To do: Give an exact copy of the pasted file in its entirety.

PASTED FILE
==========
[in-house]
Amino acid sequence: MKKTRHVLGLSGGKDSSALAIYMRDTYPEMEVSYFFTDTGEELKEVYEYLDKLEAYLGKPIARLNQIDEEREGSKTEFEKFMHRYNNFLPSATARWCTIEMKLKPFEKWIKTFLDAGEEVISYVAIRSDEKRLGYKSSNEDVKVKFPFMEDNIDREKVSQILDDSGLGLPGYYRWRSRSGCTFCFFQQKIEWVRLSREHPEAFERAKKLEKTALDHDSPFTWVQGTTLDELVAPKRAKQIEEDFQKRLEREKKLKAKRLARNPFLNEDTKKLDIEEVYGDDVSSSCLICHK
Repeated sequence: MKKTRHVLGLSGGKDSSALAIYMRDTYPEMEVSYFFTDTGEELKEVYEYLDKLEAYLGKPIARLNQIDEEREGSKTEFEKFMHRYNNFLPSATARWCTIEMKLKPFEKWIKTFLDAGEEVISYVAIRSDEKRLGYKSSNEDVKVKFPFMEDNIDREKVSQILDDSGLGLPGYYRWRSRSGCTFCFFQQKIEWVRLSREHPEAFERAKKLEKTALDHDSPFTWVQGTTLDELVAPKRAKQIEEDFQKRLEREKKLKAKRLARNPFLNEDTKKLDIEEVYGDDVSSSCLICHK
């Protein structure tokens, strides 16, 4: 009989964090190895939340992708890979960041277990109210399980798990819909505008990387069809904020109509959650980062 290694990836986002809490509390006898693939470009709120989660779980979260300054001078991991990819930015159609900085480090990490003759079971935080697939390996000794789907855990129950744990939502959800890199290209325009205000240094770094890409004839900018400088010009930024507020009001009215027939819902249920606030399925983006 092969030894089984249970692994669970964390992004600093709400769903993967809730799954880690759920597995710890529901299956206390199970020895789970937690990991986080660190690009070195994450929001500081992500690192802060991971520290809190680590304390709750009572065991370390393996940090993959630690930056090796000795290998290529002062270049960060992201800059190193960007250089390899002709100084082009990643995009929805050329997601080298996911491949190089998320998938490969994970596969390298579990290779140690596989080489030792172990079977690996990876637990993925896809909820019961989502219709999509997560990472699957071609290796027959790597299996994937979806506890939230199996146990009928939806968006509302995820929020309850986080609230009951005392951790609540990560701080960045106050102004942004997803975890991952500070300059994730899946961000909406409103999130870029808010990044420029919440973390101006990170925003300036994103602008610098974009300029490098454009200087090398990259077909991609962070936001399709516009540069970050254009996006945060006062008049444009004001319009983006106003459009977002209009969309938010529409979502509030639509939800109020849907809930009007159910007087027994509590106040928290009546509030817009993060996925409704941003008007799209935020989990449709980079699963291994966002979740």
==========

[in-house]
Amino acid sequence: MKKTRHVLGLSGGKDSSALAIYMRDTYPEMEVSYFFTDTGEELKEVYEYLDKLEAYLGKPIARLNQIDEEREGSKTEFEKFMHRYNNFLPSATARWCTIEMKLKPFEKWIKTFLDAGEEVISYVAIRSDEKRLGYKSSNEDVKVKFPFMEDNIDREKVSQILDDSGLGLPGYYRWRSRSGCTFCFFQQKIEWVRLSREHPEAFERAKKLEKTALDHDSPFTWVQGTTLDELVAPKRAKQIEEDFQKRLEREKKLKAKRLARNPFLNEDTKKLDIEEVYGDDVSSSCLICHK
Repeated sequence: MKKTRHVLGLSGGKDSSALAIYMRDTYPEMEVSYFFTDTGEELKEVYEYLDKLEAYLGKPIARLNQIDEEREGSKTEFEKFMHRYNNFLPSATARWCTIEMKLKPFEKWIKTFLDAGEEVISYVAIRSDEKRLGYKSSNEDVKVKFPFMEDNIDREKVSQILDDSGLGLPGYYRWRSRSGCTFCFFQQKIEWVRLSREHPEAFERAKKLEKTALDHDSPFTWVQGTTLDELVAPKRAKQIEEDFQKRLEREKKLKAKRLARNPFLNEDTKKLDIEEVYGDDVSSSCLICHK
């Protein structure tokens, strides 16, 4: 009989964090190895939340992708890979960041277990109210399980798990819909505008990387069809904020109509959650980062 290694990836986002809490509390006898693939470009709120989660779980979260300054001078991991990819930015159609900085480090990490003759079971935080697939390996000794789907855990129950744990939502959800890199290209325009205000240094770094890409004839900018400088010009930024507020009001009215027939819902249920606030399925983006 092969030894089984249970692994669970964390992004600093709400769903993967809730799954880690759920597995710890529901299956206390199970020895789970937690990991986080660190690009070195994450929001500081992500690192802060991971520290809190680590304390709750009572065991370390393996940090993959630690930056090796000795290998290529002062270049960060992201800059190193960007250089390899002709100084082009990643995009929805050329997601080298996911491949190089998320998938490969994970596969390298579990290779140690596989080489030792172990079977690996990876637990993925896809909820019961989502219709999509997560990472699957071609290796027959790597299996994937979806506890939230199996146990009928939806968006509302995820929020309850986080609230009951005392951790609540990560701080960045106050102004942004997803975890991952500070300059994730899946961000909406409103999130870029808010990044420029919440973390101006990170925003300036994103602008610098974009300029490098454009200087090398990259077909991609962070936001399709516009540069970050254009996006945060006062008049444009004001319009983006106003459009977002209009969309938010529409979502509030639509939800109020849907809930009007159910007087027994509590106040928290009546509030817009993060996925409704941003008007799209935020989990449709980079699963291994966002979740």